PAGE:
1st Edition

The Commodification of Language
Conceptual Concerns and Empirical Manifestations

  • Available for pre-order. Item will ship after April 15, 2021
ISBN 9780367464073
April 15, 2021 Forthcoming by Routledge
272 Pages 8 B/W Illustrations

USD $44.95

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Book Description

This volume seeks to add to our understanding of how language is constructed in late capitalist societies. Exploring the conceptual and theoretical underpinnings of the "commodification of language" and its relationship to the notion of linguistic capital, the authors examine recent research that offers implications for language policy and planning.

Bringing together an international group of scholars, this collection includes chapters that address whether or not language can rightly be referred to as a commodity and, if so, under what circumstances. Understanding the different theoretical foundations of some phenomenon of the "capitalization" of language -- whether as commodity or capital -- has practical implications for policy writ large. The implications of the "capitalization" of language in more empirical terms are explored, both in terms of how it affects language as well as language policy at more micro levels. This includes more specific policy arenas such as language in education policy or family language policies as well as the implications for individual identity construction and linguistic communities.

With a conclusion written by leading scholar David Block, this is key reading for researchers and advanced students of critical sociolinguistics, language and economy, language and politics, language policy and linguistic anthropology within linguistics, applied linguistics and language teacher education.

Table of Contents

List of Contributors



John E. Petrovic & Bedrettin Yazan

Chapter 1: Confronting Language Fetishism in Practice

William Simpson & John P. O’Regan

Chapter 2: Language as Instrument, Resource, and maybe Capital, but not Commodity: A Marxian Clarification

John E. Petrovic & Bedrettin Yazan

Chapter 3: Language, Contextand Economic Value: An Interactionist Approach

Kenneth McGill

Chapter 4: Misconceptions of Economics and Political Economy in Sociolinguistic Research

François Grin

Chapter 5: Between Voice and Voices: Negotiating value among interpreters in Toronto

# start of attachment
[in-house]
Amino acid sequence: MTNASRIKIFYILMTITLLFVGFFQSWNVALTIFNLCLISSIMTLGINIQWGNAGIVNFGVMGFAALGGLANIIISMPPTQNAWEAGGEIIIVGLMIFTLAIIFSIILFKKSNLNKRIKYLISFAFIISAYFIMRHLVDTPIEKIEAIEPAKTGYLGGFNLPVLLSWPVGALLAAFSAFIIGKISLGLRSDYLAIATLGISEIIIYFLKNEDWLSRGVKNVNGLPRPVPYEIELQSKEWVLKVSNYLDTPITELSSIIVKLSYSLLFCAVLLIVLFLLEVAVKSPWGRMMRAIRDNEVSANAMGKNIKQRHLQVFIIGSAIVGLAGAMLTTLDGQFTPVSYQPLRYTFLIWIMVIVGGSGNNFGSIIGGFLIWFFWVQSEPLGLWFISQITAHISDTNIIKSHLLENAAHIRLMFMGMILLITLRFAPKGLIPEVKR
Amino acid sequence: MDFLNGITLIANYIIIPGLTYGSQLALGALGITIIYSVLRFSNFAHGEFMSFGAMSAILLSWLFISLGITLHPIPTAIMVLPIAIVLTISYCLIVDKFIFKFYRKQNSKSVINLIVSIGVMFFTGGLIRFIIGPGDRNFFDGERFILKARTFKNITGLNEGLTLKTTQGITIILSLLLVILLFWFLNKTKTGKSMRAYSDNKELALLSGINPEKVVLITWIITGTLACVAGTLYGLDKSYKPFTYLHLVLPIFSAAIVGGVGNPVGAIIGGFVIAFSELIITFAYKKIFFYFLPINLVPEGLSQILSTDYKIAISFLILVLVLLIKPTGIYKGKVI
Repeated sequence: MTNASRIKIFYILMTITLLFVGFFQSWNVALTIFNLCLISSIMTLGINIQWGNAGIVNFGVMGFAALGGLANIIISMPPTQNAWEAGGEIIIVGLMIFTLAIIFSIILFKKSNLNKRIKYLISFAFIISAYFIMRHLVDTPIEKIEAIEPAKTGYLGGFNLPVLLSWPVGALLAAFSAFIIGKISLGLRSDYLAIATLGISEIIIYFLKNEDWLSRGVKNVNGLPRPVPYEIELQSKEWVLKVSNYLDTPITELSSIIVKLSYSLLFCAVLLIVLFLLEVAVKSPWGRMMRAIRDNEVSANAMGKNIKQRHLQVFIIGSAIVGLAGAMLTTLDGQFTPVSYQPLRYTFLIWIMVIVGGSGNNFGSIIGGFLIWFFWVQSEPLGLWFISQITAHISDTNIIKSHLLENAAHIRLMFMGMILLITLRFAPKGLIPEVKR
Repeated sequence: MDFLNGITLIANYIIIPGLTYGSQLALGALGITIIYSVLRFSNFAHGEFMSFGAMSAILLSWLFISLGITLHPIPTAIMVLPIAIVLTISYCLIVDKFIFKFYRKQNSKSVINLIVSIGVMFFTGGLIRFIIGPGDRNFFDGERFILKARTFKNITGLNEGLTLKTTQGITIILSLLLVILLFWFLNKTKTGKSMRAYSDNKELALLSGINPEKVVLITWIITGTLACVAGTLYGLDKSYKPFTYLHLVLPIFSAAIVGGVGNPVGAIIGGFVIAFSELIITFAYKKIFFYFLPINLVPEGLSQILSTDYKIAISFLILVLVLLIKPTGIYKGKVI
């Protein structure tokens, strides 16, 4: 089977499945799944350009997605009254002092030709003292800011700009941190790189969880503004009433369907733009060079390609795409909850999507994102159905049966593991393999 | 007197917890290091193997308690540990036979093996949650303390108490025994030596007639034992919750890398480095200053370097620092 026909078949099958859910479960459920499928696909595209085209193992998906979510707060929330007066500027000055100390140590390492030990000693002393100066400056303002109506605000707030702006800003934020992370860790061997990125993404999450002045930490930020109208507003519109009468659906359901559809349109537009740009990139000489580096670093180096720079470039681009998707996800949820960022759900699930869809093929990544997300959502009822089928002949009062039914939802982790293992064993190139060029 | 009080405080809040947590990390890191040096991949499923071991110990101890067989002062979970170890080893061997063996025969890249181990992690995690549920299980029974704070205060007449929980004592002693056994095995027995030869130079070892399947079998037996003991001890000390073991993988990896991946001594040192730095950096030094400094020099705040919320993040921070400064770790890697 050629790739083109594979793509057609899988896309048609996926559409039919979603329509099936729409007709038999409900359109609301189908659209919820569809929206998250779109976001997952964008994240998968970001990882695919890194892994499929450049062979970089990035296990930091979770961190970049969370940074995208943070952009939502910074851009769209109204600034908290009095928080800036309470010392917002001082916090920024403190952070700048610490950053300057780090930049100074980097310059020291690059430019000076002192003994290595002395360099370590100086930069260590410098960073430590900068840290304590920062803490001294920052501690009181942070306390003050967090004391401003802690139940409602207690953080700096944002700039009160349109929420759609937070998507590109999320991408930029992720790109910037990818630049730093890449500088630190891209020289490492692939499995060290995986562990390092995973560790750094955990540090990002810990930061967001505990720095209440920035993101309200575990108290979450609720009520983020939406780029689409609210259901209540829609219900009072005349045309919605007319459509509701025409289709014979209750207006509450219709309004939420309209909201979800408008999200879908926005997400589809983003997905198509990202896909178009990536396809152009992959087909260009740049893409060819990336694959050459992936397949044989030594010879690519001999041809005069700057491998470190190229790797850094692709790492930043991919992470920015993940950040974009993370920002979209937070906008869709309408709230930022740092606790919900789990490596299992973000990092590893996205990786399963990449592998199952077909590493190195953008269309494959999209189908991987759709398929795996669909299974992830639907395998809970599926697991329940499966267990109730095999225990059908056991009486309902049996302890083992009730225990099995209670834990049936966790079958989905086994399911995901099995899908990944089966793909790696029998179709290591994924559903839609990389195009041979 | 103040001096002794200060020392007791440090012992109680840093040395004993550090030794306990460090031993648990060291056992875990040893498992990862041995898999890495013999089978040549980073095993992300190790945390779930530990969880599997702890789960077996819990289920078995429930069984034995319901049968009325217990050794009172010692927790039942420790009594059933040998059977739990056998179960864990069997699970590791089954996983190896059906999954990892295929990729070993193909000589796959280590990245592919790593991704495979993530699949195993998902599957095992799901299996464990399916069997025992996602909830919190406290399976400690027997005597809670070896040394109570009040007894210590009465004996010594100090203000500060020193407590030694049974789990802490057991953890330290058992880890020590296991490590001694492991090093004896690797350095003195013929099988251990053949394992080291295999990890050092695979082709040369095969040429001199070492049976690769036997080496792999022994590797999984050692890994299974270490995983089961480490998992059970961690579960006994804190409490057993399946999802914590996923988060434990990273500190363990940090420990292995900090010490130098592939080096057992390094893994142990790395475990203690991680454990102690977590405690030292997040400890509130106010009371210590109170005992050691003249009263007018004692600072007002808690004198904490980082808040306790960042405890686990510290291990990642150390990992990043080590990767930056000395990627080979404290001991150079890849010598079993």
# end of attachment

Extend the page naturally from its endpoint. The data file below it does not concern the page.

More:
Julie H. Tay & Sebastian Muth

Chapter 6: "A breathtaking English": Negotiating what counts as distinctive linguistic capital at an elite international school near Barcelona

Andrea SunyolGarcia-Moreno

Chapter 7: Language as an economic and political resource in the making of a Himalayan tourism village

Bal Krishna Sharma

Chapter 8: When linguistic capital isn’t enough: personality development and English speakerhood as capital in India

Katy Highet & Alfonso Del Percio

Chapter 9: 1Ideologies of multilingualism as an investment and as a marketable commodity among Greek expat families in Luxembourg

Nikos Gogonas

Chapter 10: Names as linguistic capital

Peter K. W. Tan

Chapter 11: Ideologies of French and commodification: What does meaning-making imply for multilinguals in transnational times?

Sylvie Roy & Julie Byrd Clarke

Coda: Issues arising around conceptual and empirical work on the commodification of language

David Block


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John E. Petrovic is Professor of Social and Cultural Studies in the Department of Educational Leadership, Policy, and Technology Studies at The University of Alabama. He teaches in the areas of philosophy of education and educational policy, with focus on language policy in education. His recent books include A Post-Liberal Approach to Language Policy in Education (Multilingual Matters) and Unschooling Critical Pedagogy, Unfixing Schools (Peter Lang).

Bedrettin Yazan is an associate professor at the Department of Bicultural-Bilingual Studies at University of Texas, San Antonio. His research focuses on language teacher learning and identity, collaboration between ESL and content teachers, language policy and planning, and World Englishes. Methodologically he is interested in critical autoethnography, narrative inquiry and qualitative case study.


Nearly two decades after the concept of language commodification first appeared, this fascinating volume takes its theorization and analytical import a step further. Readers will enjoy the intersecting lines of critique and the rich variety of situated studies that discuss the boundaries of the notion for understanding language in late capitalism.

Eva Codó, Universitat Autònoma de Barcelona, Spain